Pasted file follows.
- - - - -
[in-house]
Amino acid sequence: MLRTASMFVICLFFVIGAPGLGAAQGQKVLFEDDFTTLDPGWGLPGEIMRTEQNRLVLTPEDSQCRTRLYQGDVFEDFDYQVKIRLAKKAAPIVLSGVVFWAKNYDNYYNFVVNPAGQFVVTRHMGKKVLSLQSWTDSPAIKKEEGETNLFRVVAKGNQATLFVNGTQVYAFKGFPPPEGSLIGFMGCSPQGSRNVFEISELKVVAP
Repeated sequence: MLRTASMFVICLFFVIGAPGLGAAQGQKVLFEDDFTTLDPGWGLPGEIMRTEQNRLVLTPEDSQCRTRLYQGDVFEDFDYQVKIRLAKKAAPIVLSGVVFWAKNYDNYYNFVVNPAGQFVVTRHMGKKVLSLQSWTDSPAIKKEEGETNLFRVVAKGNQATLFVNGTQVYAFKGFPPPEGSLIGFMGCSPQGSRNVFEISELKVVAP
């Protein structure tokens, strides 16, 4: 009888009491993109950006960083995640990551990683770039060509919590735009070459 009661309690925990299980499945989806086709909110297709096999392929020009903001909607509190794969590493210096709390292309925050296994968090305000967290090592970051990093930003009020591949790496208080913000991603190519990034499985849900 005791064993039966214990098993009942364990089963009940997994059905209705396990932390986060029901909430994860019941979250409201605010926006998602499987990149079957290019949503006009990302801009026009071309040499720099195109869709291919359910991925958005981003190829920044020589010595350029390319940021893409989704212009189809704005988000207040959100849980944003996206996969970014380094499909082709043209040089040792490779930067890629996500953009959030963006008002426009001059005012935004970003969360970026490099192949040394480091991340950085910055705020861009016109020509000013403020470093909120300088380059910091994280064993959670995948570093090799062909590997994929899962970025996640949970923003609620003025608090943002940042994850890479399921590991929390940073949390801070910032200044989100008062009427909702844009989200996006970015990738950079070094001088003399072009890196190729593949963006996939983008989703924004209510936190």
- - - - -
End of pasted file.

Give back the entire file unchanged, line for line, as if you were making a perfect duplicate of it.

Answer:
[in-house]
Amino acid sequence: MLRTASMFVICLFFVIGAPGLGAAQGQKVLFEDDFTTLDPGWGLPGEIMRTEQNRLVLTPEDSQCRTRLYQGDVFEDFDYQVKIRLAKKAAPIVLSGVVFWAKNYDNYYNFVVNPAGQFVVTRHMGKKVLSLQSWTDSPAIKKEEGETNLFRVVAKGNQATLFVNGTQVYAFKGFPPPEGSLIGFMGCSPQGSRNVFEISELKVVAP
Repeated sequence: MLRTASMFVICLFFVIGAPGLGAAQGQKVLFEDDFTTLDPGWGLPGEIMRTEQNRLVLTPEDSQCRTRLYQGDVFEDFDYQVKIRLAKKAAPIVLSGVVFWAKNYDNYYNFVVNPAGQFVVTRHMGKKVLSLQSWTDSPAIKKEEGETNLFRVVAKGNQATLFVNGTQVYAFKGFPPPEGSLIGFMGCSPQGSRNVFEISELKVVAP
């Protein structure tokens, strides 16, 4: 009888009491993109950006960083995640990551990683770039060509919590735009070459 009661309690925990299980499945989806086709909110297709096999392929020009903001909607509190794969590493210096709390292309925050296994968090305000967290090592970051990093930003009020591949790496208080913000991603190519990034499985849900 005791064993039966214990098993009942364990089963009940997994059905209705396990932390986060029901909430994860019941979250409201605010926006998602499987990149079957290019949503006009990302801009026009071309040499720099195109869709291919359910991925958005981003190829920044020589010595350029390319940021893409989704212009189809704005988000207040959100849980944003996206996969970014380094499909082709043209040089040792490779930067890629996500953009959030963006008002426009001059005012935004970003969360970026490099192949040394480091991340950085910055705020861009016109020509000013403020470093909120300088380059910091994280064993959670995948570093090799062909590997994929899962970025996640949970923003609620003025608090943002940042994850890479399921590991929390940073949390801070910032200044989100008062009427909702844009989200996006970015990738950079070094001088003399072009890196190729593949963006996939983008989703924004209510936190």